Each year at Chitwan National Park, there is a 10-day interval during which villagers can enter the National Park and cut elephant grass, pick mushrooms, and otherwise take advantage of its natural resources from which they are barred during the rest of the year. The villagers were removed from the land when the park was established in 1973. Elephant grass is wide, green grass that grows as high as eight feet tall. The villagers use elephant grass in constructing their homes, especially for the roof and to make furniture such as table tops. I visited in late January.
On a canoe ride, I saw people coming from everywhere, converging on the river, and wading from one bank to another with huge stacks of elephant grass. The elephant grass seemed much higher from the perspective of the canoe than it did from an elephant’s back. An estimated 60,000 people were in the park that day. They cut the elephant grass with a scythe and bundled it. Generally, the bunches were up to 1.5 feet in diameter and fastened using horizontal braids made of that same grass.
People carried the heavy stacks, sometimes triple stacks, fashioned into arches, that leaned onto their backs backs like a knapsack. Close up you could see that the stacks were tied on their backs with a strap that looped over their foreheads. The stacks were often larger than the people themselves such that it looked as if the haystacks were traveling about on their own. The people were mostly barefoot and had mud marks up to their knees. It looked like a scene of multifold deprivation from a distance. I was quietly thankful that I was born on the other side of the world.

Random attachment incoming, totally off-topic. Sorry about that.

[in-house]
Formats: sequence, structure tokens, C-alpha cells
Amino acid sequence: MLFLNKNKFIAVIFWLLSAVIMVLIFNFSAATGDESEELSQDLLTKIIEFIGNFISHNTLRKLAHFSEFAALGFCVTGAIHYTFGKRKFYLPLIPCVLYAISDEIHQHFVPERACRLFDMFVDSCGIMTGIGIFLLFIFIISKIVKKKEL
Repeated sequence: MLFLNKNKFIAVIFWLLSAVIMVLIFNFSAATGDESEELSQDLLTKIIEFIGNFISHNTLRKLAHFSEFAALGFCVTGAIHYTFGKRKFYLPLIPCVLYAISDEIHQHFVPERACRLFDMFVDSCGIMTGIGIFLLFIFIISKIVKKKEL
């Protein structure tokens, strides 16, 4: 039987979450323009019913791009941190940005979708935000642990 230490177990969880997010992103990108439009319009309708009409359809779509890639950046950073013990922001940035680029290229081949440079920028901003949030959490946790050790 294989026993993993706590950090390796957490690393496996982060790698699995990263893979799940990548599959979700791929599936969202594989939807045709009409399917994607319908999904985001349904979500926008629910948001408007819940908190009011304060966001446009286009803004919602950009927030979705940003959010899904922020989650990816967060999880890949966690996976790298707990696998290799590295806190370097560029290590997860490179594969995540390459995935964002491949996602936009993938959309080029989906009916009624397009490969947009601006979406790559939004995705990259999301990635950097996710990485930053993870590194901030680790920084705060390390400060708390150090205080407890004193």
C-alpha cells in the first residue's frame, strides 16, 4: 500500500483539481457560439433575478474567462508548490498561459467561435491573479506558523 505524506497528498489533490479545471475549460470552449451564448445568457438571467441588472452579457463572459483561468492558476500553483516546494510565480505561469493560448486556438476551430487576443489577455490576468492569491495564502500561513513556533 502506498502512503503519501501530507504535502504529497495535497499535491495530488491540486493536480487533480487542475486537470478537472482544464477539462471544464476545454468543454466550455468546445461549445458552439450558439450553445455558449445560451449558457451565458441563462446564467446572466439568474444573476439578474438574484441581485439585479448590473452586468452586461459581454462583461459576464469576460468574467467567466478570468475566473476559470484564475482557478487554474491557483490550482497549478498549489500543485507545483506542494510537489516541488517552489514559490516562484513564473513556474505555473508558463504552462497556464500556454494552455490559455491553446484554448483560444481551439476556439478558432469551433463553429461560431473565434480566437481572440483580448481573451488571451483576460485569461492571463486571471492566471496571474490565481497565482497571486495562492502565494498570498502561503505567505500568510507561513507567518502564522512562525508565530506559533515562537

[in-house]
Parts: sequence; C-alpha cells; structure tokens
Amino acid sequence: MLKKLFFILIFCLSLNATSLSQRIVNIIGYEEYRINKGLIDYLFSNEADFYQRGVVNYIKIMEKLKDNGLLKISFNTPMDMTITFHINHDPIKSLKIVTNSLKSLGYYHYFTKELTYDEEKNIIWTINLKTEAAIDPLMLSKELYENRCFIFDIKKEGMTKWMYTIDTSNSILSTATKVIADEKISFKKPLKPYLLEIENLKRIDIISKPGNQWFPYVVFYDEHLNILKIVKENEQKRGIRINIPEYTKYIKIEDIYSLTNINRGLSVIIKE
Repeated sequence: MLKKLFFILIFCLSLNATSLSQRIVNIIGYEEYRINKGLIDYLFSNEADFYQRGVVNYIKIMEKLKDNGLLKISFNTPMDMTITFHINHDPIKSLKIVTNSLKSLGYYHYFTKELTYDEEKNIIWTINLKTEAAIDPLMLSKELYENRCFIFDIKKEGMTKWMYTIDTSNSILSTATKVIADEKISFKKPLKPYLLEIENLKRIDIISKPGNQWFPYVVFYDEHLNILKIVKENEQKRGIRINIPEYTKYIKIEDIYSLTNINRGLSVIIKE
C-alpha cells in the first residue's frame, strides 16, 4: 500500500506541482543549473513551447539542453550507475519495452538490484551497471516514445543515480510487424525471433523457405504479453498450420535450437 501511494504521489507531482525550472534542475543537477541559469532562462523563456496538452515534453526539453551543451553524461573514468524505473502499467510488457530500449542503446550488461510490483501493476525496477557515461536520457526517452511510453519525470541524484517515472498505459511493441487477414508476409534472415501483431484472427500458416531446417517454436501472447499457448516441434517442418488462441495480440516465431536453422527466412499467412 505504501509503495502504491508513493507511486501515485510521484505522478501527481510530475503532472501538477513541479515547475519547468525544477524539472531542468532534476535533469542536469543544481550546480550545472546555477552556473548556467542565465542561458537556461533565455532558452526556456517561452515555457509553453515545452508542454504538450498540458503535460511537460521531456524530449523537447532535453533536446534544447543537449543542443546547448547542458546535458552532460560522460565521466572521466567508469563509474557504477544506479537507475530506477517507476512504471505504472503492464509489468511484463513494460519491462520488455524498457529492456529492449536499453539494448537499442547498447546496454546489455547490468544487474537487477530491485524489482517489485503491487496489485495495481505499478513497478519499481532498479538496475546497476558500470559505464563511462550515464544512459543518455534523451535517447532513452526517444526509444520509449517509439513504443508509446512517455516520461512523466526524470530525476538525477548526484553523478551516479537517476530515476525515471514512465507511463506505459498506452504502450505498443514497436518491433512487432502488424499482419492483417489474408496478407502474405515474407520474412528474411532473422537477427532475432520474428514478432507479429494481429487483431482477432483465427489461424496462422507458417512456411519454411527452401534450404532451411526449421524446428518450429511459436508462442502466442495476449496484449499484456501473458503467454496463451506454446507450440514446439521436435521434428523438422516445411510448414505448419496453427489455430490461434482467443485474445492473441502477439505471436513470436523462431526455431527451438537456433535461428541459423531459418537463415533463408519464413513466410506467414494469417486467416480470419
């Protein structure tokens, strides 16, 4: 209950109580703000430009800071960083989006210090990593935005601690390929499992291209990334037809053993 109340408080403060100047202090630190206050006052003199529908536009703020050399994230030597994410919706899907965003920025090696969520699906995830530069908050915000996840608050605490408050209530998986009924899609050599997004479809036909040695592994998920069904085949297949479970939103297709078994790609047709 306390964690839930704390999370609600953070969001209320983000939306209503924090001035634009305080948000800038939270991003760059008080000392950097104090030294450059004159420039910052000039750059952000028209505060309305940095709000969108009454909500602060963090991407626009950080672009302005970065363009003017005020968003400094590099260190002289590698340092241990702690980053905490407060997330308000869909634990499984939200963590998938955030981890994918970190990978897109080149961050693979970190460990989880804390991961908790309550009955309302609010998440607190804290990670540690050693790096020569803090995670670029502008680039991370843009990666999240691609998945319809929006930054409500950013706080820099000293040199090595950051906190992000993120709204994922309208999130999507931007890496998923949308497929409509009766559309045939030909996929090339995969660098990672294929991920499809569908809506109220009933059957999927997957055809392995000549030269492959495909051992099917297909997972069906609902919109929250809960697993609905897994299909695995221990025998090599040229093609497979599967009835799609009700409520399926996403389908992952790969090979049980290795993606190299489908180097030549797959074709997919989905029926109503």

As I drew closer to the people who were cutting and carrying the elephant grass, I saw they were having a great time and singing happy songs. It was both bewildering and humbling. Looks can be deceiving, and I was determined to continue my time in Nepal without rushing to judgment.
from Chapter 4 of Tattoo—Journeys on My Mind
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